• Chicken Soup for the Soul-Thanks to my Mom: We are collecting stories of thanks written by sons and daughters of all ages about their moms and stepmoms. Tell us what your mom has done for you and why you are grateful to her. Due Sep. 30
  • Brickplight: Brickplight exists to promote the exploration of unique identities through daring poetry. Due Oct. 25
  • Glassworks Magazine: Glassworks Magazine, a journal of literature and art publishing digitally and in print, seeks poetry, fiction, nonfiction, craft essays, art/photography, and new media (video, audio, multi-modal, etc.) for upcoming issues. Due Dec. 15
  • Little Patuxent ReviewLittle Patuxent Review is accepting submissions of poetry, fiction, creative nonfiction, and artwork for the Winter 2015 Food issue. How many tongues can you access through the language of food? How many minutes could you commune with a family at a foreign table, supported with the language of food? Due Nov. 1

SPOTLIGHT:

14 comments:

  1. Plus...my hobbies make me happy. :) Great tips and thanks for the links.
    Edge of Your Seat Stories

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    1. Exactly :) Fun and productive. Thanks for stopping by!

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  2. Thanks for all these great suggestions, Sarah. Right now I am twirling in the maelstrom of preparing for my daughter's October wedding, so I will have a few posts on that. My hobbies are sewing and knitting (plus reading - so I've gotten into doing book reviews now and then). Will have to think how to incorporate those!

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    1. Oh boy, wedding prep! I can imagine the chaos :) I think sewing and knitting pics and how-to's would be FAB! Also book reviews are awesome :)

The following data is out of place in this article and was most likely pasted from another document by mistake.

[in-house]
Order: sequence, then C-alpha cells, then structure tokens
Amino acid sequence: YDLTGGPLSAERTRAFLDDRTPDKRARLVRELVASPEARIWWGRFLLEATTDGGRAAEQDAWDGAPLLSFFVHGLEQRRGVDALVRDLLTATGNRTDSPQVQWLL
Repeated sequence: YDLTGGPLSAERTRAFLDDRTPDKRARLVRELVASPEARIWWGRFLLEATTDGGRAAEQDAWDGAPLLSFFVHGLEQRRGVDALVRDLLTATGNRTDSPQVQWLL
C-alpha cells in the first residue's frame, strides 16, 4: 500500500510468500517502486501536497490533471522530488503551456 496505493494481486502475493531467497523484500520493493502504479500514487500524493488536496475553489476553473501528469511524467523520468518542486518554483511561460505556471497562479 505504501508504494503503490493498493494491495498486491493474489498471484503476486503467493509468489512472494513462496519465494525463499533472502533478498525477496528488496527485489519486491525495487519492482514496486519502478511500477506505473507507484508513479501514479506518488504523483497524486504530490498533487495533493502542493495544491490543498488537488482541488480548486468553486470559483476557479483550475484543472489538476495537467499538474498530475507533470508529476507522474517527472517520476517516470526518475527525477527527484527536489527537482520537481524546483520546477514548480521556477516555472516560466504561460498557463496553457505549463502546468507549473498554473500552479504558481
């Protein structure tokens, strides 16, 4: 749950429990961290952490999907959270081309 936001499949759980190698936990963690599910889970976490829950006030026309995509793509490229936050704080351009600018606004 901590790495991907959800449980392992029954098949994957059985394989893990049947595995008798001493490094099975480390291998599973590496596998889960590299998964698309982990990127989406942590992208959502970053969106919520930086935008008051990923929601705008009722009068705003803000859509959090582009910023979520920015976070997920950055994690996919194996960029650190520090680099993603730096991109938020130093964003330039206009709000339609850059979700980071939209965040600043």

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  3. First of all, that puppy picture is absolutely precious. And second of all, I love the idea of writing how-to's for fun and variety. I'll have to try it sometime. :)

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    1. Hee hee :) Puppies :D You find the best stuff on tumblr. Let me know if you do any of those how-to's!

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  4. Some great ideas here, I had never thought of the hobby aspect of promotion. Thanks for visiting my blog and your encouraging words.

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    1. Thank you so much! I enjoyed reading your blog. I hope these ideas help and make promotion a little easier for you!

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  5. Some really helpful tips here! Thanks for sharing and for visiting my blog! :)

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    1. Thank you so much for stopping by! Hope these tips help :)

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  6. Oh, I love how you have all those submission opportunities! I'll tweet them out.

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    1. Oh wonderful! Thank you! I try to have new ones every week.

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  7. I write blogs and articles for a variety of marketing firms and your points are in line with what they advise small business owners to do to get the word out about their own businesses. Guest blogging, marketing through social media, etc. is all essential. For me, author appearances make me miserable so I've chosen to do a lot of work online. I'll do the events because it's a part of it, but you'll never see me spending every weekend sitting at book fairs or schlepping around to bookstores.

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    1. Oh interesting! If these are similar to points recommended for small businesses, hopefully that means we're on the right track ;) I have never done an author event before, so I can't speak from experience, but for me personally I think they would be fun. But definitely not as manageable and consistent as all the awesome and fun online possibilities.

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I absolutely love hearing from you! Thank you so, so much for your thoughts and comments, they really do make my day. Consider yourself awesome. Also, I do my best to respond to every comment within 24 hours, so I invite you to come back and continue the conversation :)